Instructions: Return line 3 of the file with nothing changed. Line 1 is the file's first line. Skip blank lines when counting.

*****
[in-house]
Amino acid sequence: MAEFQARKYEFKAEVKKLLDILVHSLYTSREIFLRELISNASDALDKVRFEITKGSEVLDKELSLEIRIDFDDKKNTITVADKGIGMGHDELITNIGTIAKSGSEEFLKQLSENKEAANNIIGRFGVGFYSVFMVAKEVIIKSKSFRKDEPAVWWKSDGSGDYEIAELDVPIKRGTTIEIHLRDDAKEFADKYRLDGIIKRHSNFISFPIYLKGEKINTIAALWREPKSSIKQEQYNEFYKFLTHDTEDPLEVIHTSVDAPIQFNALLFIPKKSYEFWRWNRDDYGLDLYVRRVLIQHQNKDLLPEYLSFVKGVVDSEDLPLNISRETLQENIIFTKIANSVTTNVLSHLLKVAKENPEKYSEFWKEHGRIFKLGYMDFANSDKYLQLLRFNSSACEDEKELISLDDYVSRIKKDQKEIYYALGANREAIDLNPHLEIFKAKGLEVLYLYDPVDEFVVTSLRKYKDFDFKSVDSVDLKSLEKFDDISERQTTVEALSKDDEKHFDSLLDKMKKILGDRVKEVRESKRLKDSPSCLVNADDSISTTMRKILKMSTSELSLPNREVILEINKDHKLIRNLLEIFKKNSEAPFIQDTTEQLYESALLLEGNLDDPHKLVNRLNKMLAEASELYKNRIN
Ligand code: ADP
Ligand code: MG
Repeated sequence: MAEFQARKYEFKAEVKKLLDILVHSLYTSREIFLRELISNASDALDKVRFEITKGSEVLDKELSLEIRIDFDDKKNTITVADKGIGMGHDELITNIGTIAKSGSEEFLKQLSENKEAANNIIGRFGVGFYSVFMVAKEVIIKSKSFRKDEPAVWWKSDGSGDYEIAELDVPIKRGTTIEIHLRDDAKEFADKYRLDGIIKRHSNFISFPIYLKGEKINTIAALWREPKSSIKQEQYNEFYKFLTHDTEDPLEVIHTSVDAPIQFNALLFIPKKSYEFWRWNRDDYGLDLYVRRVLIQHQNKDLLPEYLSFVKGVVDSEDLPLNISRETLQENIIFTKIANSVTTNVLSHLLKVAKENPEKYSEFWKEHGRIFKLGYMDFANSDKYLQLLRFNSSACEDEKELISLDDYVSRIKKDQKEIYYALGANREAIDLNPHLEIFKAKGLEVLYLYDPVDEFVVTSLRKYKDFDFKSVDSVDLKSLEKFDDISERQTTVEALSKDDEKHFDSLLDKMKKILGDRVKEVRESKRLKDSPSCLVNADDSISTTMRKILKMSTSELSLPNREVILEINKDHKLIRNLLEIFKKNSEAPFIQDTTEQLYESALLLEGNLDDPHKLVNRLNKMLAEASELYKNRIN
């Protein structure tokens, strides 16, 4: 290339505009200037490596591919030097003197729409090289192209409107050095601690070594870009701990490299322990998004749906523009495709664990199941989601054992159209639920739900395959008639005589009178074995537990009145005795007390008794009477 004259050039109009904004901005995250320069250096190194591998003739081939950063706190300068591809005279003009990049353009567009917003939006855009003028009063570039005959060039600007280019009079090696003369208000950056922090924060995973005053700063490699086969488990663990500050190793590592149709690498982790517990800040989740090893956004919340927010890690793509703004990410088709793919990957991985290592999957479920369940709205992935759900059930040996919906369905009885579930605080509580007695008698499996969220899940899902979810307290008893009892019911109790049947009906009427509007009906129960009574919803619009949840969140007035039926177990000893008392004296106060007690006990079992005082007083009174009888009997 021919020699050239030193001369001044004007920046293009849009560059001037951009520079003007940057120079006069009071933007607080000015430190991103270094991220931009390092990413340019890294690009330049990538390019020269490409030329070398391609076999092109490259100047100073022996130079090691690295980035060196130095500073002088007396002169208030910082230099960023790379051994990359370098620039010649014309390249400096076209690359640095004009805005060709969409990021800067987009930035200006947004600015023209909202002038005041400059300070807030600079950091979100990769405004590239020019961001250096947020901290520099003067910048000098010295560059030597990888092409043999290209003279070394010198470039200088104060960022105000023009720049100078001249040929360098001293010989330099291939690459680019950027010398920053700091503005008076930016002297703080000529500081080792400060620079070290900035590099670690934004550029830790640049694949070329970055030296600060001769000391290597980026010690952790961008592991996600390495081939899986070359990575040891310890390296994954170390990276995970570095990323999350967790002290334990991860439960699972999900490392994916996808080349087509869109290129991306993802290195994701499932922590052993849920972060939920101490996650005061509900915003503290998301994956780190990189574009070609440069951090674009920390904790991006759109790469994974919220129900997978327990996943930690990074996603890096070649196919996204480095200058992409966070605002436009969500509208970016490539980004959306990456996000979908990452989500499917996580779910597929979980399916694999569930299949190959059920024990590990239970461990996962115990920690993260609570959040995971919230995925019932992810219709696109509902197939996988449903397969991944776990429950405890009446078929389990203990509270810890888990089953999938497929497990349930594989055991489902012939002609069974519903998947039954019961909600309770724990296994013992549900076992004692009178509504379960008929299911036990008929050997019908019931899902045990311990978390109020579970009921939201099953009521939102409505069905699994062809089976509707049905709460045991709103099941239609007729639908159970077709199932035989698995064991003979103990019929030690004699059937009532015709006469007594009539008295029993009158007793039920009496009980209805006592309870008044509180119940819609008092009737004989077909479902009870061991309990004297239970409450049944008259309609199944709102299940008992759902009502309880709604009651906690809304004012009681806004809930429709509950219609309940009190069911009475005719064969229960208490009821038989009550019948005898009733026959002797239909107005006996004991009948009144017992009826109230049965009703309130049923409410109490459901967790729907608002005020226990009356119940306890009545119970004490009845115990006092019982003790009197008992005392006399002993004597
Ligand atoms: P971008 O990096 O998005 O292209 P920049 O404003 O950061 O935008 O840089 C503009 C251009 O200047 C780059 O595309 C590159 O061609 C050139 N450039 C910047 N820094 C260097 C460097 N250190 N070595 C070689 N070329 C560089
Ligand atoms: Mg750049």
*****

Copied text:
Ligand code: ADP